Screenwriter: Adam Kreutner, David Mitchell
Starring: Susan May Pratt, Richard Speight Jr, Niklaus Lange, Ali Hillis, Cameron Richardson, Eric Dane
Running time: 94 mins
Adrift begins in flashback mode as we see four high school friends pledge life-long friendship. Skipping ahead a few years, the four friends reassemble for Zach's Lange) birthday aboard a luxury yacht provided by Dan (Dane) along with Amy's (Pratt) husband James (Speight) and baby, and Dan's token girlfriend Michelle (Richardson).
A very short while after we see them leave the coast, however, trouble ensues. Whilst four of them happily splash about, only Dan and Amy, terrified of water since she saw her father drown as a child, remain aboard. Being the helpful sort, Dan decides to grab the scarred woman and jump overboard with her so as to face her fear. However, it transpires that he hadn't thought to lower the ladders, so the group are left trying to find their way back onto the boat for the next one and a half hours while baby Sara bawls her little lungs out over a baby speaker.
Based on true events, Adrift follows in the wake of 2003 aquatic thriller Open Water and is much the same as its predecessor apart from the absence of sharks - in fact, in other territories it's being billed as Open Water 2. The basic scenario - bobbing up and down indefinitely whilst those present go out of their minds with panic as salvation sits frustratingly out of reach - is a horrifying one and truly considering it is enough to frighten you. How then, does the movie fail to do so?
Whilst the acting itself is adequate, the characterisation is far too shallow for us to feel much about any of the characters, most of whom we expect are doomed anyway after a while. Each character is two-dimensional, with the writers taking no time to build up their personalities before plunging them into the water. The exception here is the water-fearing Amy, who is always seen wearing a lifejacket and whose agreement to come on a cruising weekend is a puzzler in itself, as is the fact that she's the only one who isn't panicked.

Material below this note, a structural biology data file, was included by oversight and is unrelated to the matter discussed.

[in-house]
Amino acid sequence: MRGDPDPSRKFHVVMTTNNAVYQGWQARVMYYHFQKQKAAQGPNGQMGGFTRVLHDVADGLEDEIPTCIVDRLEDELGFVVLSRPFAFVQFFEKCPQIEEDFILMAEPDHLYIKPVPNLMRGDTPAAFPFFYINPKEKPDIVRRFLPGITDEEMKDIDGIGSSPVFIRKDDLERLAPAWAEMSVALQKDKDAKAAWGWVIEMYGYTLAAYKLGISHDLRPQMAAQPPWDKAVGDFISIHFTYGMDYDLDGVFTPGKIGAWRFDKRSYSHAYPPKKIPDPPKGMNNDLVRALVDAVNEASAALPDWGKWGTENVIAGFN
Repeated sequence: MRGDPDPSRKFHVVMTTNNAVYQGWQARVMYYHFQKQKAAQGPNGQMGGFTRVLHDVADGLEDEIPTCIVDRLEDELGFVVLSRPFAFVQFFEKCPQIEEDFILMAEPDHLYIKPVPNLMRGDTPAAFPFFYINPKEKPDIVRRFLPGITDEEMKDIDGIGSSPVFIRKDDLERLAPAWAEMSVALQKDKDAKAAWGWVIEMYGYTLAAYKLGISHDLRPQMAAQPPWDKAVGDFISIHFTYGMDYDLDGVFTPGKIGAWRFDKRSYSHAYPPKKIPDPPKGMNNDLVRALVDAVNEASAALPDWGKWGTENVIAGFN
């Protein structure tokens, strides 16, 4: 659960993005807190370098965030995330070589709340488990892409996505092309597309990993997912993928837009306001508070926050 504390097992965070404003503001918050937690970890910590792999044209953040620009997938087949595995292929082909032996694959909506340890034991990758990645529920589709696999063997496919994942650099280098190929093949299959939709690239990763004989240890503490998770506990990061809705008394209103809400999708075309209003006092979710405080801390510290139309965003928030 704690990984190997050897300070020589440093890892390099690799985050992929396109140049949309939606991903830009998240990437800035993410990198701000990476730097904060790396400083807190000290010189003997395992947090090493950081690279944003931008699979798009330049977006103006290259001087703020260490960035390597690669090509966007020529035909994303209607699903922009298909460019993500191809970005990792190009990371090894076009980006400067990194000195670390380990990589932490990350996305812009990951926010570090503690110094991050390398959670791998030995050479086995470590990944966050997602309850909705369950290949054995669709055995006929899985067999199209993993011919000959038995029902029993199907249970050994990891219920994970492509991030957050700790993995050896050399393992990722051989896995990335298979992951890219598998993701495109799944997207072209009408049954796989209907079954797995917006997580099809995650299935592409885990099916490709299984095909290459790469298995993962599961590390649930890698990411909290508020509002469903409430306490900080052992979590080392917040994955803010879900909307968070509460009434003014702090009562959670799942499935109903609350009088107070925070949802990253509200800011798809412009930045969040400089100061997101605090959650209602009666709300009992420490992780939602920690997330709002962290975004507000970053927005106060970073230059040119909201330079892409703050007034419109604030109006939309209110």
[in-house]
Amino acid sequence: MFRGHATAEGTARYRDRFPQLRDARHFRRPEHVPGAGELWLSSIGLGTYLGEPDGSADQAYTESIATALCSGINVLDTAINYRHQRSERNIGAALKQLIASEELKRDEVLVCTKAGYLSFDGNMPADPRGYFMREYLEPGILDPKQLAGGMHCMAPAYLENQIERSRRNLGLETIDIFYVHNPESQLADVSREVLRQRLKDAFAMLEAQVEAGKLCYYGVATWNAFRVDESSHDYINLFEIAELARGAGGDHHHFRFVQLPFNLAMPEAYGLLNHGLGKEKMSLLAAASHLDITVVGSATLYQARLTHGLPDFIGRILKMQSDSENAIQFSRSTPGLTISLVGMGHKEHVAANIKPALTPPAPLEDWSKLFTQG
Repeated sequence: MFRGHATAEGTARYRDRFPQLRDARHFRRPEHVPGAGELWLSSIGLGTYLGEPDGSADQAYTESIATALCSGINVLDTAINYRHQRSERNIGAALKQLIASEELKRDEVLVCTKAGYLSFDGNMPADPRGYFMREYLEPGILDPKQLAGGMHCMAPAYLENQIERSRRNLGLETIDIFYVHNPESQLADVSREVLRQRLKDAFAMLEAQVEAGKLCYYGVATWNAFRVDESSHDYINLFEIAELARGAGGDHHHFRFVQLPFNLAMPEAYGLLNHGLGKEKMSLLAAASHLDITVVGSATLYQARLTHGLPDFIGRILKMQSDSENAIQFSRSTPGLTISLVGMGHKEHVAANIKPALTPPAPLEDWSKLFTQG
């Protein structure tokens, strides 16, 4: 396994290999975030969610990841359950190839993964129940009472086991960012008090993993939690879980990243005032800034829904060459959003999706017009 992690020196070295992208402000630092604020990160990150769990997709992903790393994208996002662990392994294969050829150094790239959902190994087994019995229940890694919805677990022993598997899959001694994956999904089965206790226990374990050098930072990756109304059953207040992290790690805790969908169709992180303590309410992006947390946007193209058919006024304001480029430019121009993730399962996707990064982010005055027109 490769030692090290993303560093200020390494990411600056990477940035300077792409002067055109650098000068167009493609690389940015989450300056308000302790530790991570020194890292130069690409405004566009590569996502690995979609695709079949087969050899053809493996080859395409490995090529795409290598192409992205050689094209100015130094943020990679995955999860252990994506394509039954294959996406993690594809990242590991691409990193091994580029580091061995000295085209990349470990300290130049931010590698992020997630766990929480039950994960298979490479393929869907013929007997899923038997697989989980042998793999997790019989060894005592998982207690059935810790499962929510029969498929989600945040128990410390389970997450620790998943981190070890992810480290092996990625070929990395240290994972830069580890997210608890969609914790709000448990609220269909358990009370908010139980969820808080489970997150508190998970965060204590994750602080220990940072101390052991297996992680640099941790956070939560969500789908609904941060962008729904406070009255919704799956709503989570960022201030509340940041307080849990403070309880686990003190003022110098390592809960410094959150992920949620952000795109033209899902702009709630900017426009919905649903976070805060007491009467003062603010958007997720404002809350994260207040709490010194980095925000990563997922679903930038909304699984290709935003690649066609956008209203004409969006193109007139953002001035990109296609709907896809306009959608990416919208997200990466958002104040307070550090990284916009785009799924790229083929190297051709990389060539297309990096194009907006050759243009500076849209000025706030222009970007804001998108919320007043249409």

Their ineffective and ill-conceived attempts at overcoming their predicament simply make the characters even more frustrating as they systematically go around scuppering possible means of escape. Admittedly, this is partly explained by their panic, but not wholly.
In its favour, Adrift does have some moments of suspense, created by some effective camerawork - the camera bobbing up and down alongside the stranded seafarers gives us a good sense of agoraphobia. However, the cinematography is a mixed bag - at one point we get a scene of one character crying with despair from four angles. In slow motion.
The film is also unpredictable, though mostly through the characters' knack of taking random and strange decisions such as throwing away potentially useful items like mobile phones and knives.
At times Adrift achieves the suspense for which it aims, but the characterisation and narrative fail to do the situation justice.